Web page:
In Canonsburg, Pennsylvania, a town with a population of just over nine thousand people, the annual 4th of July parade is an event unlike any other. Reportedly, the second largest Independence Day parade in Pennsylvania, it draws upwards of sixty thousand attendees – some of whom haven't missed a parade in the 54 years since it began. Their children, and grandchildren, now attend with them. It's part of the fabric of western Pennsylvania and a cherished, time-honored tradition in Washington County.
As anyone who has ever attended knows, getting a great seat at the parade is all about preparation. Dedicated parade-goers reserve their spots by placing chairs on the sidewalk days in advance (right now, the town allows for chair placement up to 48 hours prior to the parade. In years past, some chairs would be placed weeks ahead of time.) And the unwritten rule is this: you do not mess with someone else's parade chairs. This yearly ritual is regularly covered by local media and counting down the days to the parade has earned the attention of national cable news networks and late night talk shows too.
This year, long-time Fourth of July supporters Range Resources worked with the parade committee to take the chair placement tradition one step further – by offering one local family the chance to experience the parade from a front row, VIP setting complete with first-class transportation to and from the festivities, a “family room” tented location with carpeting and lounge chairs, catered breakfast and lunch, and a position just across from the borough building, which doubles as the center of the famous parade. Individuals were asked to submit a short essay, explaining why the parade is an important part of their lives. It's a concept that came out of conversations with the parade committee – a group of community members who work tirelessly almost year-round to make sure that the next generation of Washington County can continue to enjoy this important celebration.
Matt Pitzarella of Range Resources said it like this: “The parade committee's stories were so thoughtful and sincere – you can't help but want to be a part of this. That's really where the idea came from, the thought that everyone has a story about the parade. That's why people line up their chairs weeks in advance and tens of thousands of people line the streets of a small town, to celebrate Independence Day with their family and friends. I did it as a kid growing up and dozens of our employees at Range did as well.”
More than 125 stories were submitted, and the best were entered into a random drawing – because selecting the single “best” story is an impossible task.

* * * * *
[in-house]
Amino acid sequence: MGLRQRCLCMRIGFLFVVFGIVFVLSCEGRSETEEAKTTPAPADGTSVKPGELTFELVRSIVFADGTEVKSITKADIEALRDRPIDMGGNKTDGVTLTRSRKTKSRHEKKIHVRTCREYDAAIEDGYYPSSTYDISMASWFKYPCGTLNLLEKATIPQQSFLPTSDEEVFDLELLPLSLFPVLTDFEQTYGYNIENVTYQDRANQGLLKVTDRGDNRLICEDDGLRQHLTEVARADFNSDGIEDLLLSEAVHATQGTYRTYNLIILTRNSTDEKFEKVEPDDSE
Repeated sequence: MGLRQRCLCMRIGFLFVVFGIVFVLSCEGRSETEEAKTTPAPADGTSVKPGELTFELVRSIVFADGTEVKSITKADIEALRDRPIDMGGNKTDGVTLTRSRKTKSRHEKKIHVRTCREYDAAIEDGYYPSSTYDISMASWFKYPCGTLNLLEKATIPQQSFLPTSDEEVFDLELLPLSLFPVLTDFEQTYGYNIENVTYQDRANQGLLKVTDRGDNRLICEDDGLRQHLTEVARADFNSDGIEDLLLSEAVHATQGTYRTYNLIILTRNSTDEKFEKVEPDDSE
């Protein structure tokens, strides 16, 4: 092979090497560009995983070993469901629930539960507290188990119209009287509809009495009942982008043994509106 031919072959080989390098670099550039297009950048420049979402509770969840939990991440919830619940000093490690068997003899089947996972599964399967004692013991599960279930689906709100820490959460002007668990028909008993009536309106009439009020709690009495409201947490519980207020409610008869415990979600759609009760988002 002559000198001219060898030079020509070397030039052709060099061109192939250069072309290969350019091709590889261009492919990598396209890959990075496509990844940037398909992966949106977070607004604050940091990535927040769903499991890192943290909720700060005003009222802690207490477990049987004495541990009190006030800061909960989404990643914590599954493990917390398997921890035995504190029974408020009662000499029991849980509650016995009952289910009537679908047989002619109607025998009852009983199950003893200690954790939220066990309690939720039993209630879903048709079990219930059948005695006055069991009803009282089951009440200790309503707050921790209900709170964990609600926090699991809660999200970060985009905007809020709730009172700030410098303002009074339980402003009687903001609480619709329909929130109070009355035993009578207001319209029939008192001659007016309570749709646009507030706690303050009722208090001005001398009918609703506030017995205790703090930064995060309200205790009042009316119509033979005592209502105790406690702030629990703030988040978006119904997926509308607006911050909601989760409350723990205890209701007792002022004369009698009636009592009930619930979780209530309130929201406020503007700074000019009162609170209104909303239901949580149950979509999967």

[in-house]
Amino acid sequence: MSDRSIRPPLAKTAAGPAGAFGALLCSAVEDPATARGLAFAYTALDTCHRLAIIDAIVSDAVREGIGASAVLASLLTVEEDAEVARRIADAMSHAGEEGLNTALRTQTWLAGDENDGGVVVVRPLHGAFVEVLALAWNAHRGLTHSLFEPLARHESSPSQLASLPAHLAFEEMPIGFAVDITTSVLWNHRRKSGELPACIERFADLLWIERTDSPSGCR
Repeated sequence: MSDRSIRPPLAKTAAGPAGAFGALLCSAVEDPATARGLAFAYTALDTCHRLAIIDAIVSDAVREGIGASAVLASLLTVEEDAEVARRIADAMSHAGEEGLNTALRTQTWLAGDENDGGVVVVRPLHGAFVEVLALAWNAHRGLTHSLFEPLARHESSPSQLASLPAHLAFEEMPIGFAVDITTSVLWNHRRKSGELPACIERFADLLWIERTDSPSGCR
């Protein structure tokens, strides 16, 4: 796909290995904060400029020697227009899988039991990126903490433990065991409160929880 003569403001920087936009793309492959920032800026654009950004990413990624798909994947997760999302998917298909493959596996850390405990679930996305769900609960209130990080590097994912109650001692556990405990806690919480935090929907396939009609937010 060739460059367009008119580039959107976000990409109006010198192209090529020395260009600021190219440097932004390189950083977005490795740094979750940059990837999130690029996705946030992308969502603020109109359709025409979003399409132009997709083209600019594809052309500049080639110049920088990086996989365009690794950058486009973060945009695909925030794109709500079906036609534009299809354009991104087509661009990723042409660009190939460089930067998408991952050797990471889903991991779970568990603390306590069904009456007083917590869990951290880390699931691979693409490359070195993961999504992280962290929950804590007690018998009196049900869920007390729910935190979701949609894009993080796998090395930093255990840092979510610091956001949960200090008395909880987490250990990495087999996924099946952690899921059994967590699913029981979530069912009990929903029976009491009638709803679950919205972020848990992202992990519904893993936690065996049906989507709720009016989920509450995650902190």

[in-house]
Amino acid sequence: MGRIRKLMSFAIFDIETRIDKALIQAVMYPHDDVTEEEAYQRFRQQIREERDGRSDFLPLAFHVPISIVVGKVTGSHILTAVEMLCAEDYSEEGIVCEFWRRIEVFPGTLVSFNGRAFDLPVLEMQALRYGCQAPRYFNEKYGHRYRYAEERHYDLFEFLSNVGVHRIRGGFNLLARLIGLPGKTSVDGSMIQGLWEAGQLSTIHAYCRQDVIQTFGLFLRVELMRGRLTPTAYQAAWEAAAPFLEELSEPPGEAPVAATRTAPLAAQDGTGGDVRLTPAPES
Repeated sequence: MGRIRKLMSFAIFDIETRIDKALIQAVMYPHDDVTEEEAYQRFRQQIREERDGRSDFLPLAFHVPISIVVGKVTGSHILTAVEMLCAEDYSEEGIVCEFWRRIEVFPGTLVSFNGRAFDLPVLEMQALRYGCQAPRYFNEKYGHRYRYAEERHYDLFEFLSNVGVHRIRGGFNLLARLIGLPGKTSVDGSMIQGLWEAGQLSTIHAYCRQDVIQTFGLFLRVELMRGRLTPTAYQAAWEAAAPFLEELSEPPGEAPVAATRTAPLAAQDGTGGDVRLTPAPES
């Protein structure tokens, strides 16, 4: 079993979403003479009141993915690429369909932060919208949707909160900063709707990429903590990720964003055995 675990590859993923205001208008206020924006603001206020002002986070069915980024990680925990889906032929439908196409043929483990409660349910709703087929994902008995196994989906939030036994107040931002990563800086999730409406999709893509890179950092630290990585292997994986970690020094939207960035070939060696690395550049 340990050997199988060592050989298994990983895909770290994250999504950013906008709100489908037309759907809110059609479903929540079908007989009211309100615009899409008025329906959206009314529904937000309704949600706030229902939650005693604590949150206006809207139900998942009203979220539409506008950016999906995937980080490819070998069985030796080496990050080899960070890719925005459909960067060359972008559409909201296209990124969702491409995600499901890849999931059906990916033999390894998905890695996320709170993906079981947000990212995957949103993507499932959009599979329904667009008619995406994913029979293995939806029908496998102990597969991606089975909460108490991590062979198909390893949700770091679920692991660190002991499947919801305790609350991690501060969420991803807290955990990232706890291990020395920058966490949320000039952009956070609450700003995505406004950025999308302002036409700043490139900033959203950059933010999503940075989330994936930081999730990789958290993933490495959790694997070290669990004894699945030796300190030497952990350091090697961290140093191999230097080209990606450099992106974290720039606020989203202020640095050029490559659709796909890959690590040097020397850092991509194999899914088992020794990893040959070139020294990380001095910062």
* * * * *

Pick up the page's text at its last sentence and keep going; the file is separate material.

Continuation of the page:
“When I got the call from Range Resources, letting me know that I was the winner, I was beyond thrilled,” says McGuffey's Joe Walker Elementary School third grade teacher, Cassie Allison. Cassie hasn't missed a parade in thirty years. Her grandmother, Clara Krashna, hosted family parade gatherings for five decades with her four daughters: Cassie's mother Joanne and her aunts: Karen, Linda and Diane.
“The parade is very important to my family. My grandmother is 95 now, and she always lived right on the parade route, since the very first parade here in Canonsburg,” says Cassie.
“When she lived on Adams Avenue, she and all of her daughters would make a big event out of getting ready for the parade, she would always decorate, and she would make a big breakfast for all of us. And it just grew as our family grew with grandkids and cousins.”
The tradition continued on Pike Street, where the family now had a new vantage point from which to watch the parade. But in 2012, grandma Clara moved into a nursing home, and it became more difficult to pull everybody together to watch in one place.
“So this year, when we saw there was an opportunity to once again pull all of us together in one place to be together to watch the parade, we knew we had to try to win.”
Cassie found out she won a week before the parade. “When I saw a number for Range Resources pop up on my phone I was in my car and just started saying, “oh my goodness! Oh my goodness!”
On the 4th of July, Cassie's dream of having her entire family together again for the parade came true. The group gathered at two different homes to get ready for the parade. At 8:30 in the morning, thirty of Cassie's family members spanning four generations boarded buses, and made their way to Pike Street and the Range Resources Family Front Row Experience tent. Catering was provided by Hogfather's, and the group also received a set of camping chairs, a Yeti cooler, and gift bags.
“My family and I will never forget this experience,” says Cassie. And although her grandmother couldn't attend the party this year, the Range gift carried on a family tradition that her grandmother started.
"I will always have the memory that my daughter, Olivia, got to experience her first 4th of July in this unique event," says Cassie. "Winning the front-row experience was an opportunity of a lifetime! I am so thankful to Range for selecting me to celebrate the 4th of July in a first class setting while creating more cherished and fun memories with my family and friends."
Cassie was also presented with a Certificate of Commendation from Canonsburg Mayor Dave Rhome during the parade.
“We wanted to surprise Cassie and her family with the certificate, which couldn't have been possible without all of the volunteers and people who attend the parade every year and Range Resources who really outdid themselves this year. This is proof that small town America is alive and well in Canonsburg, Pennsylvania.”
“No one does the 4th of July quite like Canonsburg,” says Range's Matt Pitzarella. “We were so privileged to have people share their parade stories with us as part of this year's contest, and it's an even greater privilege to know that now, Range will be included in those memories too.”